Marine Energy Program
Project Name: C-Power’s SeaRAY Autonomous Offshore Power System Validation at the National Renewable Energy Laboratory
Project Team: C-Power (lead) and National Renewable Energy Laboratory
Lead Recipient Location: Charlottesville, Virginia, with work completed in Arvada, Colorado
This article is part of the
WPTO 2020–2021 ACCOMPLISHMENTS REPORT
In This Report
Offshore work, like marine research and aquaculture, can require significant amounts of energy. Now, an autonomous, wave-powered, renewable energy device—called the SeaRAY autonomous offshore power system—could power a variety of offshore industries and missions and help protect the oceans and climate, too. To help prepare the C-Power-designed SeaRAY for its first ocean trial in Hawaii, researchers at the National Renewable Energy Laboratory outfitted the device with a customized Modular Ocean Data Acquisition (MODAQ) system, which collects, stores, and transmits precise field data.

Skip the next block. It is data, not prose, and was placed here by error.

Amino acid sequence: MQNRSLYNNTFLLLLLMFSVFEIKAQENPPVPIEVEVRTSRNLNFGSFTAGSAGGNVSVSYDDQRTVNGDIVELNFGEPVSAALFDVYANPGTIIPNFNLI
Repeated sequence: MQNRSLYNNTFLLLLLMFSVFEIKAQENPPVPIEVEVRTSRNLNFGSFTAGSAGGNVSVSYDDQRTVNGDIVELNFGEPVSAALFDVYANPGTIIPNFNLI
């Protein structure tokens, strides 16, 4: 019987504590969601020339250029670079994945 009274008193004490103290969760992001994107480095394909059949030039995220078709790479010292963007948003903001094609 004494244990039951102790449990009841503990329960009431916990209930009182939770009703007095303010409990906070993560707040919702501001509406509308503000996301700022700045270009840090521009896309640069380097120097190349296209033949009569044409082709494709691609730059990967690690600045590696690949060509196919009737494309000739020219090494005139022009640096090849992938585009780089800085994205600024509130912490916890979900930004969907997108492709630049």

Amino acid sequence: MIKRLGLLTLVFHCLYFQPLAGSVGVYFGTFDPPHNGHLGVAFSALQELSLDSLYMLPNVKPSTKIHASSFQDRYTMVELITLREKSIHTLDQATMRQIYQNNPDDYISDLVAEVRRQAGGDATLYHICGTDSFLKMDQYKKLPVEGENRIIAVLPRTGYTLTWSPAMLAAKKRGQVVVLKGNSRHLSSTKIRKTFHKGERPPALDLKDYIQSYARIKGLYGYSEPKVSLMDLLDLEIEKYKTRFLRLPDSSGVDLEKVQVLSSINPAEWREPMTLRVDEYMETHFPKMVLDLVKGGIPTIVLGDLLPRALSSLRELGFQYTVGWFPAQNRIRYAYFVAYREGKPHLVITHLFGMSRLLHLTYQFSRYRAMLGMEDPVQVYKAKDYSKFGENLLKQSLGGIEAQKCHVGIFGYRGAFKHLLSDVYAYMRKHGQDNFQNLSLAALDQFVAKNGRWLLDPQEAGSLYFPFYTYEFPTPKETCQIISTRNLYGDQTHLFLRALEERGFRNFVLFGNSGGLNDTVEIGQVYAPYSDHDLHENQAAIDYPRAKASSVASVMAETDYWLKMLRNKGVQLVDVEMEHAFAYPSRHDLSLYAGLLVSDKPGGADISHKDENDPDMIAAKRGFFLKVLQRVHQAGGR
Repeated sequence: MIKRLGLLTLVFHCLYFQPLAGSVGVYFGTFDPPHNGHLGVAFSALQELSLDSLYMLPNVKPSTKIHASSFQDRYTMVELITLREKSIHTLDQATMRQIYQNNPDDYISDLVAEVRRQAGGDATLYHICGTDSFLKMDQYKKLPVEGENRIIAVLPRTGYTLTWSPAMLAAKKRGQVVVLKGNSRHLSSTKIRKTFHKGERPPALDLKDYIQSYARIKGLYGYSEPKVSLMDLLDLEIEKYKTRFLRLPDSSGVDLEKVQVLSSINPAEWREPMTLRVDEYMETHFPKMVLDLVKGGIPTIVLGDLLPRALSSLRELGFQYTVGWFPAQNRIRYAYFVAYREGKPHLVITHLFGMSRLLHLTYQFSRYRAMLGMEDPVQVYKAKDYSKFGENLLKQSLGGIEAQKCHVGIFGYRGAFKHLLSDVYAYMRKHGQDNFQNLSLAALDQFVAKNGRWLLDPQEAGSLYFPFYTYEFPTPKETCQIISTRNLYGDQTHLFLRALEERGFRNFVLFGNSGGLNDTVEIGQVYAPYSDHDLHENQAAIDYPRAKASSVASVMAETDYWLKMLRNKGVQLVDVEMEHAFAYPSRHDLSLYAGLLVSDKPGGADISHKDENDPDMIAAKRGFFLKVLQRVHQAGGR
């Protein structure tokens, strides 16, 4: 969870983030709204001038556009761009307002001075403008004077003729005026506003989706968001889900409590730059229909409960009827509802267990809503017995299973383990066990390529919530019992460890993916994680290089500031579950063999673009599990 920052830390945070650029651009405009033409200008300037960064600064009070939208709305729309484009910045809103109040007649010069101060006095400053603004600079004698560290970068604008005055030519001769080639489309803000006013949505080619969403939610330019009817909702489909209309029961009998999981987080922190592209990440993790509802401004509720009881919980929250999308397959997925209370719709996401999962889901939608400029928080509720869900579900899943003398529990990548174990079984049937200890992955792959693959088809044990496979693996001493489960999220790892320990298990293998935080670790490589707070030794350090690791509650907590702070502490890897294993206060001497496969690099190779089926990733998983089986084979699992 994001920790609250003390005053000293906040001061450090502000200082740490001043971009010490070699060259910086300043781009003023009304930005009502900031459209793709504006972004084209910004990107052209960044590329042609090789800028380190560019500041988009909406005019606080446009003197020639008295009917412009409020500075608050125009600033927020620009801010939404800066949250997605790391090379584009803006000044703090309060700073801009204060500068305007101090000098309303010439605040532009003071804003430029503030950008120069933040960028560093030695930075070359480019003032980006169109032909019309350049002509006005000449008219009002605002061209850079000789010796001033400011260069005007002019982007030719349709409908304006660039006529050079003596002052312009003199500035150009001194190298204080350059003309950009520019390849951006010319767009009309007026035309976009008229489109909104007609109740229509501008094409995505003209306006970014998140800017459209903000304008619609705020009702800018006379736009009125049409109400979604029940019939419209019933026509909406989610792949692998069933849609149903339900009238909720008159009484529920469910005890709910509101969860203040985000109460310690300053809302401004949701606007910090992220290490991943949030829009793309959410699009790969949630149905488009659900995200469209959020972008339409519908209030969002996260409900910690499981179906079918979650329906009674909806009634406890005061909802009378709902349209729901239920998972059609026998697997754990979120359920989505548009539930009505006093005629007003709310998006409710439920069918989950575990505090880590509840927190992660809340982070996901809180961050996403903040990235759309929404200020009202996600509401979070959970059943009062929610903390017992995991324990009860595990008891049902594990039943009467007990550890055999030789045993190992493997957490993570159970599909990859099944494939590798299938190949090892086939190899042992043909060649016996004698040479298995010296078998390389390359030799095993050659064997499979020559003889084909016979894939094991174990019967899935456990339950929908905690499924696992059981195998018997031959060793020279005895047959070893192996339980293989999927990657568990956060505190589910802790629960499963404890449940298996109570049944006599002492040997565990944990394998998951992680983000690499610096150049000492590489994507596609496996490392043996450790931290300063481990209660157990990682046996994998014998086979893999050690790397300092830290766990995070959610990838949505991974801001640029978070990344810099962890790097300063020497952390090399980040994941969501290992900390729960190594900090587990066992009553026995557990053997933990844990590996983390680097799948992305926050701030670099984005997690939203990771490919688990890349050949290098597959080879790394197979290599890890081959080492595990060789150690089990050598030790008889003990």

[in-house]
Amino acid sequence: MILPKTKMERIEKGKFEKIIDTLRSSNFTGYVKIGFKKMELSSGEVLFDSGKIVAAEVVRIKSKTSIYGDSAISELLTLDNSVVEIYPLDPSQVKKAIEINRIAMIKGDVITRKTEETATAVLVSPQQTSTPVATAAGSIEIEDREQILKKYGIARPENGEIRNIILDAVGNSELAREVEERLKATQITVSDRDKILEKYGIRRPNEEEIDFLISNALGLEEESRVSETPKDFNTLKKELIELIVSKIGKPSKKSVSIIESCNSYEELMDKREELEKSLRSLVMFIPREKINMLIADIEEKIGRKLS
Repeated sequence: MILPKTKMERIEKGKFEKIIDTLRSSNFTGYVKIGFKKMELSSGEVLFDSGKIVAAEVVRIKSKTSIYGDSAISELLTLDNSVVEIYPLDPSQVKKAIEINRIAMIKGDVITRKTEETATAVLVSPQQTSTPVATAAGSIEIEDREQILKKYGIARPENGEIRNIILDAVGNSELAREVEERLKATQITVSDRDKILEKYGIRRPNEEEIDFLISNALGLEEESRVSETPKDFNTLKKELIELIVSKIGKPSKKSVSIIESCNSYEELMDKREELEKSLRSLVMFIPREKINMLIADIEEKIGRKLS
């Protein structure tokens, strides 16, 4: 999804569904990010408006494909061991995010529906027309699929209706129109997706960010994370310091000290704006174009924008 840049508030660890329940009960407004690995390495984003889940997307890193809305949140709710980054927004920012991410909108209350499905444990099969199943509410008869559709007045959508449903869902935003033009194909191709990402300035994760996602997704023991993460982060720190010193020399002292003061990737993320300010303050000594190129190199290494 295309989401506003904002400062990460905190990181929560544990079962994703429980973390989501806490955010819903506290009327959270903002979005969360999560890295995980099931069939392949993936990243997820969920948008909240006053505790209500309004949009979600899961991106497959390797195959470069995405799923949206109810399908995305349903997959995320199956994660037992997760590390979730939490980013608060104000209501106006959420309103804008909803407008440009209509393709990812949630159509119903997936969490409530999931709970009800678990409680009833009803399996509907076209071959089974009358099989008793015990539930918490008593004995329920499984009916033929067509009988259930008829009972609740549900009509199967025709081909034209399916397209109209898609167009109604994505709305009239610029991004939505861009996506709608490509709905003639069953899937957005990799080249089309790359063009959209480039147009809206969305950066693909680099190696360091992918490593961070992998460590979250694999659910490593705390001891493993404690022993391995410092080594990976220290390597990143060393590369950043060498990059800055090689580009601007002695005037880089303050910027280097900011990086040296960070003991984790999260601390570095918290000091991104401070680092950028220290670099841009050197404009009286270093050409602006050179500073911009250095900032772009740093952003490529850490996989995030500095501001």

Originally designed to standardize and increase the quality and breadth of field data collection, the first MODAQ could do basic data acquisition and condition monitoring (meaning it kept track of how a wave energy device performed). SeaRAY’s MODAQ not only collects field data, but it also sends information to the cloud and connects to the web. That means handlers can monitor SeaRAY live, receive data on how a device is functioning, and even control those functions from afar.
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